100 & Single: fun., Gotye, Carly Rae Jepsen, And The Era Of The Snowball Smash

Carly Rae Jepsen, "Call Me Maybe"

What sucks about a Hot 100 dominated by radio is what sucks about radio in general: It is slow-moving and averse to change. Once an Ashanti record is market-tested and listener-adopted, it is played and played and played, commanding the airwaves for months. What makes the Hot 100 work so well as a national pop barometer is its balancing of passive, glacial radio playlists with active, hair-trigger consumer purchases. In 2002, half of that formula was lopped off, and a snoozy Hot 100 was the result—the consumer was out of the picture.

A decade later, the consumer is definitely back in the picture. Thanks to legal digital music, sales of songs have a major impact on the Hot 100. The three big hits of 2012 have each shifted more than five million copies—the highest number of quintuple-platinum singles in a year, not just in digital music history, but quite possibly recorded music history (it's hard to know before the advent of Soundscan). In the post-iTunes era we're living in, radio, to a large extent, takes its cues from singles-buyers, rather than the other way around.

So if the pop-song consumer is now driving the bus and radio is stuck in the back, why do the charts of 2012 look so much like the deadly charts of 2002? Essentially, as in 2002, we're once again reaching the culmination of a pop trend, not unlike the radio-dominated hip-hop era of the early aughts.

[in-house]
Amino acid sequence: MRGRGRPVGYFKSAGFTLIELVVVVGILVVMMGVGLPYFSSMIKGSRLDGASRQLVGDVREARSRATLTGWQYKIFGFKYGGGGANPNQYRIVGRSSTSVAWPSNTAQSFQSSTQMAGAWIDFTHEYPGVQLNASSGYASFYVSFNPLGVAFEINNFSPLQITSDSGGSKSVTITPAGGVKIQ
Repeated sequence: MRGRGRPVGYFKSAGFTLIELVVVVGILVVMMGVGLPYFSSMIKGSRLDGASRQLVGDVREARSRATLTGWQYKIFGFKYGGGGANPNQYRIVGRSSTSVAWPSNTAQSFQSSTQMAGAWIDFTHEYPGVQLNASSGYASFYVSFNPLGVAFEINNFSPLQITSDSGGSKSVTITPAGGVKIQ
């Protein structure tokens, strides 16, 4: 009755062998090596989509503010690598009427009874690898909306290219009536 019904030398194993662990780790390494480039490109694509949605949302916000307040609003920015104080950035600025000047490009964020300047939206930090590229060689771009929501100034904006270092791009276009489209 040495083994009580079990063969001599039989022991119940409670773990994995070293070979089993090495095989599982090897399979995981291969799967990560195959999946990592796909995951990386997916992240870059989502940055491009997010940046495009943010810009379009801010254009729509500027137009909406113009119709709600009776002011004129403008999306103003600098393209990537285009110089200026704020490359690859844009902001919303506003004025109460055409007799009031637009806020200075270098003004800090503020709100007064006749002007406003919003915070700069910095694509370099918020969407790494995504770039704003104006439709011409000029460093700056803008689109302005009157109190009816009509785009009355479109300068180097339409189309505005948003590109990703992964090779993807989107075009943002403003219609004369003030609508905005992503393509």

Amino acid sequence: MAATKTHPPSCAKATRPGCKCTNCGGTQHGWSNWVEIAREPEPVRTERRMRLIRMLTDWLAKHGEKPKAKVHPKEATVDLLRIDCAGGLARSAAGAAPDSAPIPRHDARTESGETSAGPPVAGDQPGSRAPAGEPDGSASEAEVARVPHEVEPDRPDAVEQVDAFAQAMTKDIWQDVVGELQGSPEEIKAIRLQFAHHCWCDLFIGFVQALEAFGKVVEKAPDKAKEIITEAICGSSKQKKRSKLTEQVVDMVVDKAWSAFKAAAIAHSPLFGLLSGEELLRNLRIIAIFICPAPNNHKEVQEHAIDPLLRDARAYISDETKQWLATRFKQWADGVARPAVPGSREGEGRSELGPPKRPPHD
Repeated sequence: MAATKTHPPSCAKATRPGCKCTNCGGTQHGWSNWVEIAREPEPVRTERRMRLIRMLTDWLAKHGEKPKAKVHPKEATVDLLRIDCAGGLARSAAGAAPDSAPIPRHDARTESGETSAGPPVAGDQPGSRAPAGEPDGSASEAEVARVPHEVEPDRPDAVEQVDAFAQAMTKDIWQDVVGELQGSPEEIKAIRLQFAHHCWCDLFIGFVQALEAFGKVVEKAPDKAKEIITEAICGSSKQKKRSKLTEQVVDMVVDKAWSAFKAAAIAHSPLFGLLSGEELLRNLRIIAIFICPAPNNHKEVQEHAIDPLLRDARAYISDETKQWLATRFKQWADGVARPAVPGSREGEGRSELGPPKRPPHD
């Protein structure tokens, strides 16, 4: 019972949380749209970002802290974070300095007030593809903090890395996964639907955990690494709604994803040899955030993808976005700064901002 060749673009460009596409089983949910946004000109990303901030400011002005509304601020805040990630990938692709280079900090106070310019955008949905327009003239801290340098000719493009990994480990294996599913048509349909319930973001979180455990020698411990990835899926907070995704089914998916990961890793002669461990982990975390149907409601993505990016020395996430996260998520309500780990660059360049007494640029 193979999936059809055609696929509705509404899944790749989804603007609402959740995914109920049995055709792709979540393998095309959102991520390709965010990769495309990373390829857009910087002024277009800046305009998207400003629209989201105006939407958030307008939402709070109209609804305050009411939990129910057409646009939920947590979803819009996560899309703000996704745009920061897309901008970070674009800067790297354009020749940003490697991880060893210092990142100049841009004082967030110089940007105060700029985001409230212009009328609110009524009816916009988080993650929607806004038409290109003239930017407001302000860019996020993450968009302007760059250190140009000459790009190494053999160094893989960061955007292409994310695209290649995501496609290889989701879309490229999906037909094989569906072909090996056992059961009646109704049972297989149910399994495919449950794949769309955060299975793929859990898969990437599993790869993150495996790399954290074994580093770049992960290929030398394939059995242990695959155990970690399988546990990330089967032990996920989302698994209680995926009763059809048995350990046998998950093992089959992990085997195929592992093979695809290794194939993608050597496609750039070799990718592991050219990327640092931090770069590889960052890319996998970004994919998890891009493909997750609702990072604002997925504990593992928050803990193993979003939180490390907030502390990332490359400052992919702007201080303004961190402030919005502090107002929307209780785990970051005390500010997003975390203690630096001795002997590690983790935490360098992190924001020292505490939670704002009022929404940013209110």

We are now nearly a decade into the legal-digital-music era, where people can tote around smartphones and able to buy songs for a buck on a whim. Three or four years ago, a best-selling song on Billboard's Digital Songs chart (used to compile the Hot 100) would sell roughly 150,000-200,000 copies a week. Now, 250,000-300,000-sales weeks are far more common. "We Are Young," "Somebody That I Used to Know" and "Call Me Maybe" have all rolled those numbers routinely. In the first half of 2012, at least one of this year's three pop megahits broke the 250K mark 20 out of 26 weeks; in five of those weeks, more than one of them did. For at least one week each, one of these three songs broke the 300,000 mark, formerly a rarefied sum. In its first week on top of the Hot 100 back in April, sales of Gotye's hit crossed the 500,000 mark, one of only five songs in history to do that—and that was without Christmas or first-week sales boosting it.

You can call this the period of the snowball smash. The consumer starts a hit rolling downhill: Our three big 2012 smashes all started selling six-figure sums at iTunes before radio programmers gave them serious play. But once that hit is adopted by more casual pop fans, the snowball attains deadly momentum.

It's when the snowball is halfway downhill that radio becomes a big factor—once programmers pick up on a hit, just like in the days of Ja Rule and Ashanti, they hold on tenaciously. The fun. and Gotye hits each wound up topping Billboard's Radio Songs chart—the airplay component of the Hot 100—for a month and a half apiece; Jepsen's hit peaked in the runner-up spot at radio for more than a month.

("Call Me Maybe" missed the top slot at radio because it got stuck behind Maroon 5's current smash "Payphone," which peaked at No. 2 on the Hot 100. "Payphone's" best sales week was its first; if it had been a strong-seller over a longer period it would have topped Jepsen on the big chart for a couple of weeks. Reinforcing the point: nowadays, radio can help make a hit, but you need big sales to top the Hot 100.)

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